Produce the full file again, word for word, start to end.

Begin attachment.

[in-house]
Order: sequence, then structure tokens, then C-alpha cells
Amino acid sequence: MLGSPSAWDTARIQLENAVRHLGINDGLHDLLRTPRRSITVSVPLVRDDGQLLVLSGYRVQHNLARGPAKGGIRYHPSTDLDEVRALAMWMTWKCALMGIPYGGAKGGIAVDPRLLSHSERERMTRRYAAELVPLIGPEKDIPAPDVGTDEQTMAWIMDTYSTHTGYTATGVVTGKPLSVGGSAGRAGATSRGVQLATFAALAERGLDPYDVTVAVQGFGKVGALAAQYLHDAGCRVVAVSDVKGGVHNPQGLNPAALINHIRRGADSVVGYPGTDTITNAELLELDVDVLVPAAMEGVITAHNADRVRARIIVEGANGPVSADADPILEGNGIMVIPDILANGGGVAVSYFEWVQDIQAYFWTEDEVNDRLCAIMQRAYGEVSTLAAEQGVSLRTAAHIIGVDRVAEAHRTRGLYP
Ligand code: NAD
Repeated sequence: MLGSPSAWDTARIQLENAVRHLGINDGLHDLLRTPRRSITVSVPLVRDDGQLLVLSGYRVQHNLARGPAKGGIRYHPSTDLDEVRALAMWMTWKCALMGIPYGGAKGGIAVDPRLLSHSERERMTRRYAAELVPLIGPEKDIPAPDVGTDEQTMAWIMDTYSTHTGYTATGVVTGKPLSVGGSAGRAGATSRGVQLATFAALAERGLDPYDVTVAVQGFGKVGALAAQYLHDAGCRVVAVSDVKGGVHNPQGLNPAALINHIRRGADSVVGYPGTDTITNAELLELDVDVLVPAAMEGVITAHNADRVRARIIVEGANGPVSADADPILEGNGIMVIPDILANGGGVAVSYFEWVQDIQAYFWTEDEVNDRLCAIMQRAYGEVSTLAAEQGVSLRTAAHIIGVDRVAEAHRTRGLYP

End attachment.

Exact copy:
[in-house]
Order: sequence, then structure tokens, then C-alpha cells
Amino acid sequence: MLGSPSAWDTARIQLENAVRHLGINDGLHDLLRTPRRSITVSVPLVRDDGQLLVLSGYRVQHNLARGPAKGGIRYHPSTDLDEVRALAMWMTWKCALMGIPYGGAKGGIAVDPRLLSHSERERMTRRYAAELVPLIGPEKDIPAPDVGTDEQTMAWIMDTYSTHTGYTATGVVTGKPLSVGGSAGRAGATSRGVQLATFAALAERGLDPYDVTVAVQGFGKVGALAAQYLHDAGCRVVAVSDVKGGVHNPQGLNPAALINHIRRGADSVVGYPGTDTITNAELLELDVDVLVPAAMEGVITAHNADRVRARIIVEGANGPVSADADPILEGNGIMVIPDILANGGGVAVSYFEWVQDIQAYFWTEDEVNDRLCAIMQRAYGEVSTLAAEQGVSLRTAAHIIGVDRVAEAHRTRGLYP
Ligand code: NAD
Repeated sequence: MLGSPSAWDTARIQLENAVRHLGINDGLHDLLRTPRRSITVSVPLVRDDGQLLVLSGYRVQHNLARGPAKGGIRYHPSTDLDEVRALAMWMTWKCALMGIPYGGAKGGIAVDPRLLSHSERERMTRRYAAELVPLIGPEKDIPAPDVGTDEQTMAWIMDTYSTHTGYTATGVVTGKPLSVGGSAGRAGATSRGVQLATFAALAERGLDPYDVTVAVQGFGKVGALAAQYLHDAGCRVVAVSDVKGGVHNPQGLNPAALINHIRRGADSVVGYPGTDTITNAELLELDVDVLVPAAMEGVITAHNADRVRARIIVEGANGPVSADADPILEGNGIMVIPDILANGGGVAVSYFEWVQDIQAYFWTEDEVNDRLCAIMQRAYGEVSTLAAEQGVSLRTAAHIIGVDRVAEAHRTRGLYP